Disclaimer: I don’t own the characters in True Blood or the Southern Vampire Mysteries. So neither copyright infringement nor offense is meant. I simply want to make the characters do what I wanted them to do for a while. I am especially “unownerly” when it comes to this story. You will recognize a lot of the dialogue throughout as being quoted from Season 5 of True Blood, though I’ve tried to use Eric’s thoughts to make this story “different” from its source. That said, I claim no ownership to the quoted material and have placed it in bold so that it is set apart from my own words.
A thousand years had taught me many things about interrogation by torture. I’d been on both ends of the spectrum—the torturer and the tortured. I’d also observed others performing torture. By watching Godric’s work, I’d literally learned from the best—so to speak.
There were six rules when it came to effective torture—or “enhanced interrogation techniques” as George W. Bush had so amusingly called them.
Rule one about torture was that the torturer always hurt the torture-ee. Always. Even if the one being tortured started singing like a canary before the first infliction of pain, there was no way to avoid what was coming.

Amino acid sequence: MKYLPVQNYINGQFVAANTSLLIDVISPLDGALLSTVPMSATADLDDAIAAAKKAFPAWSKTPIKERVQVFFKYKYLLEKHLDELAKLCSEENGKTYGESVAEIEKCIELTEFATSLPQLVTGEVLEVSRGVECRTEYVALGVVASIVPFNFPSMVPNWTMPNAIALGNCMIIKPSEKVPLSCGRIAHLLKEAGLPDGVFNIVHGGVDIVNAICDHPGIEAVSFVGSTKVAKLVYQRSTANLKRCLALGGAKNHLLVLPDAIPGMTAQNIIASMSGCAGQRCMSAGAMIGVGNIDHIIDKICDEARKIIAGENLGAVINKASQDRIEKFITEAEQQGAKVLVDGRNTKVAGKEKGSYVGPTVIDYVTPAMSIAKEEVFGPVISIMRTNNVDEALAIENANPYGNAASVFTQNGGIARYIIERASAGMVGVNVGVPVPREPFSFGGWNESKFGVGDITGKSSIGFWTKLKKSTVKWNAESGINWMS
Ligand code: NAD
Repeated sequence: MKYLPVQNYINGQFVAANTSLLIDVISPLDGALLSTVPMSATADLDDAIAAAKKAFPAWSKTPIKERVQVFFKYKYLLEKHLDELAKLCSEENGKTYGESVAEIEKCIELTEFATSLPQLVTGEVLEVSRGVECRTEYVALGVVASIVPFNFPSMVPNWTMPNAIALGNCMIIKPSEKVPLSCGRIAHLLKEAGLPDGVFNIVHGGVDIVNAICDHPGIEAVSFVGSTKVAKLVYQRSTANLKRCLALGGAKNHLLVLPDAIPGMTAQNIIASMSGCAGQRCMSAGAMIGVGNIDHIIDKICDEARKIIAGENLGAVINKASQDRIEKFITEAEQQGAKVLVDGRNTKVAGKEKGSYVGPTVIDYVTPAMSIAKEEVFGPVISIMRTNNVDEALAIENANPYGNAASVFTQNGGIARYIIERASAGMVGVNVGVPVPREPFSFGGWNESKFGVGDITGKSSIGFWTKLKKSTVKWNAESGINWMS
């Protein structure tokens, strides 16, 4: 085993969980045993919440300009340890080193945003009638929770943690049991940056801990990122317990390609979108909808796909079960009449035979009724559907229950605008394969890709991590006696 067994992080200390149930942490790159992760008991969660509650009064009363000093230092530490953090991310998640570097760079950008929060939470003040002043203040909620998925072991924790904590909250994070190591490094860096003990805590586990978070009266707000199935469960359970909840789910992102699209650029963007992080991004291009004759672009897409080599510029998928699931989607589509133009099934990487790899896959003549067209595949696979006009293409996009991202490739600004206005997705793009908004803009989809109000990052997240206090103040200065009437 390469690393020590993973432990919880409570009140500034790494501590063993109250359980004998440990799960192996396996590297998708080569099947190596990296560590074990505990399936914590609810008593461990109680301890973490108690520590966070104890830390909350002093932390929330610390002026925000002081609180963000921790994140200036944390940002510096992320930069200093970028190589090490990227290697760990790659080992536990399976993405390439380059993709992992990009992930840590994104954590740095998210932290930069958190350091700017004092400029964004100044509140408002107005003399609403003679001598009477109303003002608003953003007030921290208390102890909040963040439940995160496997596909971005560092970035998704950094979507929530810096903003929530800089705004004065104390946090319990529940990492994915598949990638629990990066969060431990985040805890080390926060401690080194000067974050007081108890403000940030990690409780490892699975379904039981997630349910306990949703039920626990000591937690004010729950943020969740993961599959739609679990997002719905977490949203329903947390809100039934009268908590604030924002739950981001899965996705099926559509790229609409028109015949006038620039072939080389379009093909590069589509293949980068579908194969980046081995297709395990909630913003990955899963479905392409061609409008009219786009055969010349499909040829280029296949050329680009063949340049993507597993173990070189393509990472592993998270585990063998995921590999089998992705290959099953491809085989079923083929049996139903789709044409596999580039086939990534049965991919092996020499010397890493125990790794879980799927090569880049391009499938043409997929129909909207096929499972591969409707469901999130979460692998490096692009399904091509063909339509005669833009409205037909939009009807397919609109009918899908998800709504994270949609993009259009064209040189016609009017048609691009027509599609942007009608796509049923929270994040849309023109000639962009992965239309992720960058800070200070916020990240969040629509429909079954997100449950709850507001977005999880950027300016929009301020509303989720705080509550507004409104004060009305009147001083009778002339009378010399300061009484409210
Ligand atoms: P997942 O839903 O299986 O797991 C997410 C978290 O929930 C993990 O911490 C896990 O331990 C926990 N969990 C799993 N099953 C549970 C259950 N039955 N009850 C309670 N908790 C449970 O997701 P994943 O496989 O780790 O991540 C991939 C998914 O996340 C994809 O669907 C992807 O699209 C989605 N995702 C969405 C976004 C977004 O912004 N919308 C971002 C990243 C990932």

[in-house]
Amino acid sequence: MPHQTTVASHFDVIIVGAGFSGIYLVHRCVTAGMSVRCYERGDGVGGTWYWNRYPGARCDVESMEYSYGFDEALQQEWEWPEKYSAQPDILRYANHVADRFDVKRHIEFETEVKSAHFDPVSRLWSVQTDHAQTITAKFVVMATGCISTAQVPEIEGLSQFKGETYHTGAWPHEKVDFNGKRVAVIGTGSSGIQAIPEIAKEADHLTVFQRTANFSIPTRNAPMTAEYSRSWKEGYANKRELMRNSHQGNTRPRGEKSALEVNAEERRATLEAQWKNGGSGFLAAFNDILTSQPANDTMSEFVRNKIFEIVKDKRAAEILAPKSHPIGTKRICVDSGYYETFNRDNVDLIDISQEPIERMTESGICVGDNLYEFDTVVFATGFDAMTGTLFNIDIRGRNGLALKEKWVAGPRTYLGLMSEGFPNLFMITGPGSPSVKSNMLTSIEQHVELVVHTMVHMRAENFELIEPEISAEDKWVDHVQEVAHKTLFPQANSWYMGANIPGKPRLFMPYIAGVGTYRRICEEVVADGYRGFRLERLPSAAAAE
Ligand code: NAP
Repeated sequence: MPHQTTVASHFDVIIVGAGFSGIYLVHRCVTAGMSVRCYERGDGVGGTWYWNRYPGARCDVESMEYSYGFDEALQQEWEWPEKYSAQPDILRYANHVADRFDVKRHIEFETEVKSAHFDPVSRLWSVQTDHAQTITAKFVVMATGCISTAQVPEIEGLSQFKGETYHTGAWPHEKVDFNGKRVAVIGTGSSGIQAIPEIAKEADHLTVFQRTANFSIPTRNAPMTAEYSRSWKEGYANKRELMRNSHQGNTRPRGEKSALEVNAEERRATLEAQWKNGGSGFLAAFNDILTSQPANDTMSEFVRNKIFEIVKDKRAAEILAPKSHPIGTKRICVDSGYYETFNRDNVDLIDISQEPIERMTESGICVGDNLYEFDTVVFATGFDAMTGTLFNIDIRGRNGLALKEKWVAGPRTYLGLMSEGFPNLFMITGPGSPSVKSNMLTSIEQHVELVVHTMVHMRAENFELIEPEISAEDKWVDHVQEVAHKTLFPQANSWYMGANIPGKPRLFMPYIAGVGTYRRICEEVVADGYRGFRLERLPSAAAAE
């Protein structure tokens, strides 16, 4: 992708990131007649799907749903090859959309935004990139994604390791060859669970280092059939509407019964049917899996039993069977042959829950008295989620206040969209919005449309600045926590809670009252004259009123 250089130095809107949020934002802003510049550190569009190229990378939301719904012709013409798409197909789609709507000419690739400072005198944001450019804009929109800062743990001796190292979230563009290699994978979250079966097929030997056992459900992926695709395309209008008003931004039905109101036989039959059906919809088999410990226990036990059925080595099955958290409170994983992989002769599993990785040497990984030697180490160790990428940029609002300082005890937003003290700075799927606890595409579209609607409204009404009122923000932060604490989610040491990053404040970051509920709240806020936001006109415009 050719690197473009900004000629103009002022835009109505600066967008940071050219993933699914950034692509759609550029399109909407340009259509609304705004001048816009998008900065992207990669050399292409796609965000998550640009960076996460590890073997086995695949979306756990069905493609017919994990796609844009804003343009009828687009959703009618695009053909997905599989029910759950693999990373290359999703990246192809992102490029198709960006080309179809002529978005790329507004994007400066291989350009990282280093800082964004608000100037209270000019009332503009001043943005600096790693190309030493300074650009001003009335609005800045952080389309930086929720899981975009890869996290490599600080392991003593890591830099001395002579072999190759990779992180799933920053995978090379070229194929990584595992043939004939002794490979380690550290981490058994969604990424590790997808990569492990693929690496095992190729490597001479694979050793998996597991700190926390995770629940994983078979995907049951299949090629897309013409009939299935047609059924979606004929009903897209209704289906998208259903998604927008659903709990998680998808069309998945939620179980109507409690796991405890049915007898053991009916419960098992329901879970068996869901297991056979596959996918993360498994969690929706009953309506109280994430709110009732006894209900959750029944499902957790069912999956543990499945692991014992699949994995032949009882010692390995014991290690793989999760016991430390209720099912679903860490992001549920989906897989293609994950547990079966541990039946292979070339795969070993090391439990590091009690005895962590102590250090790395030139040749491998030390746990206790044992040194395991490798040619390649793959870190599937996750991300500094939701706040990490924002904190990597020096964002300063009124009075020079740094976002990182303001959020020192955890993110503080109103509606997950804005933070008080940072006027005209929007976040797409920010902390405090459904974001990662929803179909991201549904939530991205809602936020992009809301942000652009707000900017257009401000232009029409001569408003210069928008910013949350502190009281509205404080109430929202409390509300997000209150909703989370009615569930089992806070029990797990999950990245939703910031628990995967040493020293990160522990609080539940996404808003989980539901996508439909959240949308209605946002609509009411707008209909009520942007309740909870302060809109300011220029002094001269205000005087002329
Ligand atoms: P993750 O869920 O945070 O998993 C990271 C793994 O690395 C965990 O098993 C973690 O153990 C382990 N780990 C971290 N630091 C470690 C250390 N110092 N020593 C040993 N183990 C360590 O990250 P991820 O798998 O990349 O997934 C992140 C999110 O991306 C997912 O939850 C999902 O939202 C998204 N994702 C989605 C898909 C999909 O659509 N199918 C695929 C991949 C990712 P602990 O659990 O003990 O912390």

Simply put, if you talked too soon, your captor would think you knew more or were lying. Moreover, once someone bothered to set up a scene like the one I found myself in right then—tied down to a chair with a tube attached to my arm and a purposely menacing-looking machine holding some kind of liquid silver—the torturer was going to use it.
Plus, premature squealers were such a disappointment that they deserved a little pain—even in the unlikely event that they’d already spilled their whole story.
Rule two was that the torture would never kill you—not unless your torturers were inept or inexperienced. And as Salome got herself comfortable and gave me a look that bounced back and forth between compassion and intrigue, I knew that I was working with a torturer who was very, very practiced. There were many kinds of torturers; the best always threw a little seductiveness into the process. Indeed, if I had to be tortured, having it done by Salome would at least make it tolerable. It would be a story for the grandkids—so to speak.
Though it wasn’t as much comfort as one might think, I knew that Salome was not there to kill me; that option wouldn’t be on the table unless the Authority members felt that I had nothing more to tell them—and nothing of value to offer them. Torture was designed to break a person—not to kill him or her. If the Guardian truly wanted me dead, I would already be that way. Hell—there had been garbage bags full of Nan in plain sight when Bill and I were apprehended! And why kill the others on the dock, but not Nora, Bill, and myself? The answer was clear: The Guardian didn’t want us dead—not yet at least. No—Roman still felt there was information to be gotten, and he’d sent his best asset—the vampiress who had been his consort for approximately 700 years—to get that information from me.